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Short stories 136-140

As you can see below, I have started linking to online editions of the stories I have been reading. I have also gone back to the previous 365 short stories posts and linked to all the stories I could find online. I will continue to do so as I post more mini-reviews. If anyone wants to discuss the stories with me, you can post a comment under the post for the story in question.

The White Trout” by Samuel Lover. A dramatised folk tale or a short story written to resemble a folk tale, this is a nicely mythical story of how a supernatural event turns a bad man good. (The edition I read begins with the sentence "There was wanst upon a time..." - the online edition is longer)

“The Old Man’s Tale of the Queer Client” by Charles Dickens. From The Pickwick Papers. A dramatic and atmospheric tale of obsessive vengeance. While a modern reader might find it somewhat overwritten and even melodramatic, it is a fine example of the English 19th century short story. Recommended. (I'm linking to the book; the narrative is in chapter XXI)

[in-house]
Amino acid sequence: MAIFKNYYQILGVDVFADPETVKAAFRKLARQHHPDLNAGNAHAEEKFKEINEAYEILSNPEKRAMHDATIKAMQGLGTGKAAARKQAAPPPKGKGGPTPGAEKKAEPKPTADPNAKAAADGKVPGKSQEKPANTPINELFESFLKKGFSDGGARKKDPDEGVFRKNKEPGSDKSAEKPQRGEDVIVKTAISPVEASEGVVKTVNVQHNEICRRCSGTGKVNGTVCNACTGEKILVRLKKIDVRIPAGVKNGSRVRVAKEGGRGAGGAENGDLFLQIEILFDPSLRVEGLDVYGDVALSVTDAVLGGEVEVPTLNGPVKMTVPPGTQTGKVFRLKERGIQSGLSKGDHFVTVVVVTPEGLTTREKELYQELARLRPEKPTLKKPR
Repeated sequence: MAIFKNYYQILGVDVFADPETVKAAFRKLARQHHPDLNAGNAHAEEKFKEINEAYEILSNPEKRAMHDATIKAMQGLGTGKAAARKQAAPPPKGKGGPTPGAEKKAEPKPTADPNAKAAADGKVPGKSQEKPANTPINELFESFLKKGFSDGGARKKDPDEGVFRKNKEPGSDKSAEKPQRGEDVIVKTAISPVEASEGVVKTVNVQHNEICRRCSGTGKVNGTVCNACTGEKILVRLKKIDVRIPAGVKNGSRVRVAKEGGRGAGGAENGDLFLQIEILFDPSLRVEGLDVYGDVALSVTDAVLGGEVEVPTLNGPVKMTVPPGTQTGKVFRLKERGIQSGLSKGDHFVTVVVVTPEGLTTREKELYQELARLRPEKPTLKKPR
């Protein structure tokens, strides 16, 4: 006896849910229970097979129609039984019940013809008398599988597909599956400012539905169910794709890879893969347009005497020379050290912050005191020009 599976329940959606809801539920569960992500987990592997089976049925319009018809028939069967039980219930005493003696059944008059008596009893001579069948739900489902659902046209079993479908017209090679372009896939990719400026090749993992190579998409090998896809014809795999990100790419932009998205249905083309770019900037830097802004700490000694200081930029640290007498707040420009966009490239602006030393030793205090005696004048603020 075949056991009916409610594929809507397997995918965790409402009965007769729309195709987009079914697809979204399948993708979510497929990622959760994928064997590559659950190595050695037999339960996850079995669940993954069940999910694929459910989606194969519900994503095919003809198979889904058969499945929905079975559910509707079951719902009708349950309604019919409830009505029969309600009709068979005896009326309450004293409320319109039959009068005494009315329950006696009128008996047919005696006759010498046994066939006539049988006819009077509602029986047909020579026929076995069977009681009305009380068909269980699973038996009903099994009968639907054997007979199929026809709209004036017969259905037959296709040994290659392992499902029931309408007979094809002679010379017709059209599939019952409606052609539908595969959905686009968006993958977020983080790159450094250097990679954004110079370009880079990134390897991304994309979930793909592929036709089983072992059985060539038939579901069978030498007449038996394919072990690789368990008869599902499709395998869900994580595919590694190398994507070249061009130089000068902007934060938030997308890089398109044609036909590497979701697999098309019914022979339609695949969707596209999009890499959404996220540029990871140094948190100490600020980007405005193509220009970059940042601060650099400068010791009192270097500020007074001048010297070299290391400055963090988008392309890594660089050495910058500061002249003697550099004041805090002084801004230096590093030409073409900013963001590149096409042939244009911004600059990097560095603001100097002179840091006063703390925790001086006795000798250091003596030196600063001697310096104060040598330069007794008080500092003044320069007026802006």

A Terribly Strange Bed” by Wilkie Collins. Another fine example of the 19th century English short story, this one a nightmarish thriller with a long, spine-tingling build-up that Poe would have been proud to have written. Recommended.

Squire Petrick's Lady” by Thomas Hardy. Originally from A Group of Noble Dames. A well-told humorous tale about vanity.

Thrawn Janet” by Robert Louis Stevenson. A chilling and effective horror story. The use of dialect is brilliant and makes the horror more realistic, but this could prove a difficult read for a reader not familiar with the Scots accent and vocabulary, as the words are written as they should be spoken and there are a number of dialect words that would send such a reader straight to the dictionary and spoil the reading. Recommended.


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